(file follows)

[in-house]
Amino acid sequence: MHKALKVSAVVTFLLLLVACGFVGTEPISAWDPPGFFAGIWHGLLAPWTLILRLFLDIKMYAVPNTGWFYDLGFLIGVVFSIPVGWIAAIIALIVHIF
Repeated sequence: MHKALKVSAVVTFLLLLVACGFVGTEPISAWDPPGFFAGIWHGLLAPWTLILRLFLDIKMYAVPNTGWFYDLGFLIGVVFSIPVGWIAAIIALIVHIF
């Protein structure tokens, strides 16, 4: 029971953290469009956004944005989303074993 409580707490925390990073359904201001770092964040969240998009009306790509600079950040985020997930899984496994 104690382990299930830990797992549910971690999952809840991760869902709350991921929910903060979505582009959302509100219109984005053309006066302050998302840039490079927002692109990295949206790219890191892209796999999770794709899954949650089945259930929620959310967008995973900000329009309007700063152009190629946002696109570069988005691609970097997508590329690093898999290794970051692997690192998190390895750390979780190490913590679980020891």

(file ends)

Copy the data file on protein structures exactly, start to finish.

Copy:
[in-house]
Amino acid sequence: MHKALKVSAVVTFLLLLVACGFVGTEPISAWDPPGFFAGIWHGLLAPWTLILRLFLDIKMYAVPNTGWFYDLGFLIGVVFSIPVGWIAAIIALIVHIF
Repeated sequence: MHKALKVSAVVTFLLLLVACGFVGTEPISAWDPPGFFAGIWHGLLAPWTLILRLFLDIKMYAVPNTGWFYDLGFLIGVVFSIPVGWIAAIIALIVHIF
């Protein structure tokens, strides 16, 4: 029971953290469009956004944005989303074993 409580707490925390990073359904201001770092964040969240998009009306790509600079950040985020997930899984496994 104690382990299930830990797992549910971690999952809840991760869902709350991921929910903060979505582009959302509100219109984005053309006066302050998302840039490079927002692109990295949206790219890191892209796999999770794709899954949650089945259930929620959310967008995973900000329009309007700063152009190629946002696109570069988005691609970097997508590329690093898999290794970051692997690192998190390895750390979780190490913590679980020891």